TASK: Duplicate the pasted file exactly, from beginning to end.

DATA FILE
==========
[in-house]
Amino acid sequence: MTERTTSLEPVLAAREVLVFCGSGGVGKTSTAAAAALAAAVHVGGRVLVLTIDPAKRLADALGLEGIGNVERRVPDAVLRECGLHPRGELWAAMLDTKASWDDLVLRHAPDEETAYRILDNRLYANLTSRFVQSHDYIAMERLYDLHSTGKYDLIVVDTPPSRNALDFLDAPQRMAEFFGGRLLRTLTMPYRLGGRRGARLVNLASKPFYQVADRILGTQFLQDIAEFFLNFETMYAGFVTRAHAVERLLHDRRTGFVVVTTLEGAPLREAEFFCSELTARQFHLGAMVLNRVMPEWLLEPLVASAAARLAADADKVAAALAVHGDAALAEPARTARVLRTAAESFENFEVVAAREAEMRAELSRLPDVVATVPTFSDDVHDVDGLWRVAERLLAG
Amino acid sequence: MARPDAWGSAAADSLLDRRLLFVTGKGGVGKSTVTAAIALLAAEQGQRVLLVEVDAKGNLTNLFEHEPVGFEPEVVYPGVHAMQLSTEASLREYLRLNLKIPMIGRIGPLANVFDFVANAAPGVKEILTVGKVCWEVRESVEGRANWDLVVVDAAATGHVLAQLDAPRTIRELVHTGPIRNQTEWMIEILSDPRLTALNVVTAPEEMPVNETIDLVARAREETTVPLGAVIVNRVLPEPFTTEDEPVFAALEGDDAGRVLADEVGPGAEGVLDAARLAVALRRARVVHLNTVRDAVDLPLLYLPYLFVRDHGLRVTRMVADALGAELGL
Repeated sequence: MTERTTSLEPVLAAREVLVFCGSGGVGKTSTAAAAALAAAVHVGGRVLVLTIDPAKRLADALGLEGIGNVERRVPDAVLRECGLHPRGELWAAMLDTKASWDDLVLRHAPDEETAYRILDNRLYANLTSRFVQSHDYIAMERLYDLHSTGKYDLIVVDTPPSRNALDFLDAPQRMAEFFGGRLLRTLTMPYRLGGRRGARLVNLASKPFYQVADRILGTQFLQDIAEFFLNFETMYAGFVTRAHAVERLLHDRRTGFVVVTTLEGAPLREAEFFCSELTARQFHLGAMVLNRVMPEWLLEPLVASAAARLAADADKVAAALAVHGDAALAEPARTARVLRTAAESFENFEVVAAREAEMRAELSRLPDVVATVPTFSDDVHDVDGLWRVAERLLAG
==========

[in-house]
Amino acid sequence: MTERTTSLEPVLAAREVLVFCGSGGVGKTSTAAAAALAAAVHVGGRVLVLTIDPAKRLADALGLEGIGNVERRVPDAVLRECGLHPRGELWAAMLDTKASWDDLVLRHAPDEETAYRILDNRLYANLTSRFVQSHDYIAMERLYDLHSTGKYDLIVVDTPPSRNALDFLDAPQRMAEFFGGRLLRTLTMPYRLGGRRGARLVNLASKPFYQVADRILGTQFLQDIAEFFLNFETMYAGFVTRAHAVERLLHDRRTGFVVVTTLEGAPLREAEFFCSELTARQFHLGAMVLNRVMPEWLLEPLVASAAARLAADADKVAAALAVHGDAALAEPARTARVLRTAAESFENFEVVAAREAEMRAELSRLPDVVATVPTFSDDVHDVDGLWRVAERLLAG
Amino acid sequence: MARPDAWGSAAADSLLDRRLLFVTGKGGVGKSTVTAAIALLAAEQGQRVLLVEVDAKGNLTNLFEHEPVGFEPEVVYPGVHAMQLSTEASLREYLRLNLKIPMIGRIGPLANVFDFVANAAPGVKEILTVGKVCWEVRESVEGRANWDLVVVDAAATGHVLAQLDAPRTIRELVHTGPIRNQTEWMIEILSDPRLTALNVVTAPEEMPVNETIDLVARAREETTVPLGAVIVNRVLPEPFTTEDEPVFAALEGDDAGRVLADEVGPGAEGVLDAARLAVALRRARVVHLNTVRDAVDLPLLYLPYLFVRDHGLRVTRMVADALGAELGL
Repeated sequence: MTERTTSLEPVLAAREVLVFCGSGGVGKTSTAAAAALAAAVHVGGRVLVLTIDPAKRLADALGLEGIGNVERRVPDAVLRECGLHPRGELWAAMLDTKASWDDLVLRHAPDEETAYRILDNRLYANLTSRFVQSHDYIAMERLYDLHSTGKYDLIVVDTPPSRNALDFLDAPQRMAEFFGGRLLRTLTMPYRLGGRRGARLVNLASKPFYQVADRILGTQFLQDIAEFFLNFETMYAGFVTRAHAVERLLHDRRTGFVVVTTLEGAPLREAEFFCSELTARQFHLGAMVLNRVMPEWLLEPLVASAAARLAADADKVAAALAVHGDAALAEPARTARVLRTAAESFENFEVVAAREAEMRAELSRLPDVVATVPTFSDDVHDVDGLWRVAERLLAG